Advice and development

The benefits of growing your own nursing workforce

Trusts are increasingly looking at new ways of building their staff numbers, Jennifer Trueland found out how Wrightington, Wigan and Leigh NHS Foundation Trust is widening access to the nursing profession. 
Growning workforce

Trusts are increasingly looking at new ways of building their staff numbers, Jennifer Trueland found out how Wrightington, Wigan and Leigh NHS Foundation Trust is widening access to the nursing profession

As a child, Amanda Cheesman longed to follow in her mothers footsteps and become a nurse; academically, however, she didnt make the grade.

On leaving school she went to her local college, where she did BTEC health and social care. Almost to her surprise, she flourished, going on to do her nurse training. She is now a senior nurse in one of the top trusts in the country.

As assistant director of nursing (professional practice) at Wrightington, Wigan and Leigh NHS Foundation Trust, Ms Cheesman is doing her best to widen access to nursing so the profession does not lose out on people who could be fantastic nurses.

...

Trusts are increasingly looking at new ways of building their staff numbers, Jennifer Trueland found out how Wrightington, Wigan and Leigh NHS Foundation Trust is widening access to the nursing profession 


Picture. iStock

As a child, Amanda Cheesman longed to follow in her mother’s footsteps and become a nurse; academically, however, she didn’t make the grade.

On leaving school she went to her local college, where she did BTEC health and social care. Almost to her surprise, she flourished, going on to do her nurse training. She is now a senior nurse in one of the top trusts in the country. 

As assistant director of nursing (professional practice) at Wrightington, Wigan and Leigh NHS Foundation Trust, Ms Cheesman is doing her best to widen access to nursing so the profession does not lose out on people who could be fantastic nurses.

Traditional route

‘I wasn’t academic at school, but when I went to college I got distinctions in everything because I loved it,’ she says. ‘My tutor suggested I go into nurse training, where I was with people who had come through the traditional academic route of A levels then university.

‘I actually found it much easier than they did on placements because I already had the experience from the BTEC. I ended up doing a master’s degree in public health as well.’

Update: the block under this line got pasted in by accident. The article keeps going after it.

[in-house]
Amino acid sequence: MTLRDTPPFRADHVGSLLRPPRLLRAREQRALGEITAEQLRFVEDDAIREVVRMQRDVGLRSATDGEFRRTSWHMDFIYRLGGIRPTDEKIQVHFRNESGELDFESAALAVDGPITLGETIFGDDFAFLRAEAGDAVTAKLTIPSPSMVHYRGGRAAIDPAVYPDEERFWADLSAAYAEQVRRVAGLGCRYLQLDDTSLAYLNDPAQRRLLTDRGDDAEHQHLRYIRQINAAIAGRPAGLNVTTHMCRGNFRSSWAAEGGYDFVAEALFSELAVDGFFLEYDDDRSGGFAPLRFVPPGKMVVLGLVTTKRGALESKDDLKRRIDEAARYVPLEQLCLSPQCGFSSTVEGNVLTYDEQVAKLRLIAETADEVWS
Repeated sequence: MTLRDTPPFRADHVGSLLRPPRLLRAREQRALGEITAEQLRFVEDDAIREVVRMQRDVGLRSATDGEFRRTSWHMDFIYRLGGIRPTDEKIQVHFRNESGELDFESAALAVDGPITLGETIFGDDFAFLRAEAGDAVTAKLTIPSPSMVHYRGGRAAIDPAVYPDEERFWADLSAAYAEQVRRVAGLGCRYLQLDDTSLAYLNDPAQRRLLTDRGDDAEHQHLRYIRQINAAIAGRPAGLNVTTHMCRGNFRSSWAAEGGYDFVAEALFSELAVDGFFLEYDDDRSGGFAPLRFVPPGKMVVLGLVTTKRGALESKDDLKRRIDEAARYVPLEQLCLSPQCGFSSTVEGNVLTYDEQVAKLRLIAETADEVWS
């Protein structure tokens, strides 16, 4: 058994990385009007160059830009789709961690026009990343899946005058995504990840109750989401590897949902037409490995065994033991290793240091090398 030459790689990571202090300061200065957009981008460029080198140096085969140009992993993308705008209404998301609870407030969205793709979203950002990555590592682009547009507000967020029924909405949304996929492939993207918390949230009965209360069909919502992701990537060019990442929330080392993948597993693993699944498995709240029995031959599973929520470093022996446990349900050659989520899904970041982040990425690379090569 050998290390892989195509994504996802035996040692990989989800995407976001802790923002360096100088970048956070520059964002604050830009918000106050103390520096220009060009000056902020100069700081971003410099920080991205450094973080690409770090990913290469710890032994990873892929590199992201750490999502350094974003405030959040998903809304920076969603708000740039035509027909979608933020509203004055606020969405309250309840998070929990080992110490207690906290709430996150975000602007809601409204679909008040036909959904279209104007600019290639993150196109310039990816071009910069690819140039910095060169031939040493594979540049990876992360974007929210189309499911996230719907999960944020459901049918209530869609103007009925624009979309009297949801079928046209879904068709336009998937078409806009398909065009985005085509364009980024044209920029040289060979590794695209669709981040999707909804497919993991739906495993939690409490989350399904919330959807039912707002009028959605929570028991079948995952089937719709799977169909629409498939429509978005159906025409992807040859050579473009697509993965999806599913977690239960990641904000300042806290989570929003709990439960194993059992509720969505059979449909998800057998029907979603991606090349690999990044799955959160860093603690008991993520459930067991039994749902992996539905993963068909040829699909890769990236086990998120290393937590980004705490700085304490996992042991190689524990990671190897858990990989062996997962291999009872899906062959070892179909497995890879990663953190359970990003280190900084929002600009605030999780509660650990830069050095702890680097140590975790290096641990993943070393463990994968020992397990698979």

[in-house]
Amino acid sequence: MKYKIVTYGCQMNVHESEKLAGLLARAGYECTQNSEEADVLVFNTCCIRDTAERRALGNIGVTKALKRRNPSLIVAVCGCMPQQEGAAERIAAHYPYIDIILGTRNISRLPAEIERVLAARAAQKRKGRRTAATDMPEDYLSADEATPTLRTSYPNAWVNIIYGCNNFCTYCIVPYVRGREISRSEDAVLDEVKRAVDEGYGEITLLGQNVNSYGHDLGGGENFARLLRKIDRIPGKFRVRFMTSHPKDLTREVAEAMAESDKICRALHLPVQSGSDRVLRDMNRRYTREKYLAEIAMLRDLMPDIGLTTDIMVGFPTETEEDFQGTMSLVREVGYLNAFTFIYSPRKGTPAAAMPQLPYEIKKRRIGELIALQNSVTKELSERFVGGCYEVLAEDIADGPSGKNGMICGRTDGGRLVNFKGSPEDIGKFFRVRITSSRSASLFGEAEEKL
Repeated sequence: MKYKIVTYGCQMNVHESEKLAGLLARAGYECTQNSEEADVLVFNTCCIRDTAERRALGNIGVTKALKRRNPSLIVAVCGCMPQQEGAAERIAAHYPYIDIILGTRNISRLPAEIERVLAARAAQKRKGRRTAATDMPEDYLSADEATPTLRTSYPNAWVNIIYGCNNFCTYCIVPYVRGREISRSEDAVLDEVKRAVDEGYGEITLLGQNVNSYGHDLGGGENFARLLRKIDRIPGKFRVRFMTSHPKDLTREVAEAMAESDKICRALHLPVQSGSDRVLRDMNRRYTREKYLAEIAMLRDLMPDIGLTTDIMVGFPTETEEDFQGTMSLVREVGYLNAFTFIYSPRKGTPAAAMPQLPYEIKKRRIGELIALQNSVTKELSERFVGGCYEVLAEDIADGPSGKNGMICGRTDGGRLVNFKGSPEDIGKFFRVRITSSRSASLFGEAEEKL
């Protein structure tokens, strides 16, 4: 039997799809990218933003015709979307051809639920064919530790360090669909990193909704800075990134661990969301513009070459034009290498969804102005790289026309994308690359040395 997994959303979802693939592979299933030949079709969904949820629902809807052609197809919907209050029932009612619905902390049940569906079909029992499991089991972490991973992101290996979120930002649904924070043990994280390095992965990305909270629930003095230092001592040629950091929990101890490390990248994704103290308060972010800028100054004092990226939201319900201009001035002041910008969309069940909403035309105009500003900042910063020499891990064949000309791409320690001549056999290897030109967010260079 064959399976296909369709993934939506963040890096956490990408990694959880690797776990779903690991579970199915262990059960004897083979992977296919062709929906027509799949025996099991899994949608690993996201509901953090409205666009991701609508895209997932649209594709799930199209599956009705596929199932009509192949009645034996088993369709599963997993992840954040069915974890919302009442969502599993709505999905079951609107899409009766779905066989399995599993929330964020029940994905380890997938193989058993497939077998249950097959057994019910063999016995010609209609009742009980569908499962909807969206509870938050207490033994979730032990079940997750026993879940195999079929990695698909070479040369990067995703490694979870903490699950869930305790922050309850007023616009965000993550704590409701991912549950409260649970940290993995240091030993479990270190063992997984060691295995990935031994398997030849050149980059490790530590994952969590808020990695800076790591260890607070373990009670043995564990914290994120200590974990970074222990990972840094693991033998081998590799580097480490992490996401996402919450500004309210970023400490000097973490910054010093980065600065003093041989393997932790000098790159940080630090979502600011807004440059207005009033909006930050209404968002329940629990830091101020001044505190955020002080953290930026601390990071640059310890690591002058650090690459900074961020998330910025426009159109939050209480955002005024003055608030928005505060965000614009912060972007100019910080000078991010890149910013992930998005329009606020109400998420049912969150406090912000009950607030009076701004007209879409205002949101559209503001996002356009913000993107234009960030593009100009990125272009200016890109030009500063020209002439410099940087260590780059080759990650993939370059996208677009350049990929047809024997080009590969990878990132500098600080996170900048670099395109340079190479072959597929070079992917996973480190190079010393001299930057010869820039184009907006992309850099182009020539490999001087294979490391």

Perhaps her own story has helped inspire Ms Cheesman to take a fresh look at widening access to nursing, finding new pathways into a job she still finds immensely rewarding. 

Her trust has taken a conscious decision to change its recruitment practices so that it is ‘growing its own’ workforce; targeting school leavers and offering development opportunities to those already working as healthcare assistants.

This is partly to improve nurse recruitment and retention, but also to ensure people from non-academic backgrounds have the chance to become nurses.

‘Like a lot of trusts, we used to do a lot of international recruitment, particularly EU nurses,’ says Ms Cheesman. ‘We had some good retention but nurses would often stay for a couple of years then go back to their own countries. 

‘When we considered how long it would take to get international recruits through the process of meeting things like language requirements, we realised it was 18 months to two years. So we wondered how much longer it would take to “grow our own” nurses locally.’ 

Bespoke course

One of the first steps was building a relationship with a local further education college to develop a bespoke pre-nursing course for students wanting to do a BTEC health and social care course – students who go to level three gain enough ‘points’ to apply to do nursing at university. 

Students undertake structured work placements at the trust, aligned with their studies, one day a week in the first year and two days a week in the second year. Successful students are then guaranteed an interview for a place to study nursing at a local higher education institution.

‘It mimics a mini-nursing programme and is about catching school-leavers young, who hopefully build up loyalty to the trust,’ says Ms Cheesman. 

The first cohort of eight students began last September and a second cohort of 13 start in September. 

Healthcare support staff

The trust is also finding imaginative ways of developing its existing healthcare support staff, giving them the opportunity to train to fill healthcare associate roles, and ultimately to train as nurses.

‘We have to create new routes to widen access,’ says Ms Cheesman. ‘If we only take people from the traditional academic pool, we are missing out on talented individuals who will make great nurses. 

‘We are creating a pipeline for the future, but also supporting those already working in the trust to become nurses. That’s good for the people themselves, but it’s also great for the NHS.’

Jennifer Trueland is a freelance health writer 

Want to read more?

Subscribe for unlimited access

Enjoy 1 month's access for £1 and get:

  • Full access to nursing standard.com and the Nursing Standard app
  • Monthly digital edition
  • RCNi Portfolio and interactive CPD quizzes
  • RCNi Learning with 200+ evidence-based modules
  • 10 articles a month from any other RCNi journal

This article is not available as part of an institutional subscription. Why is this?

Jobs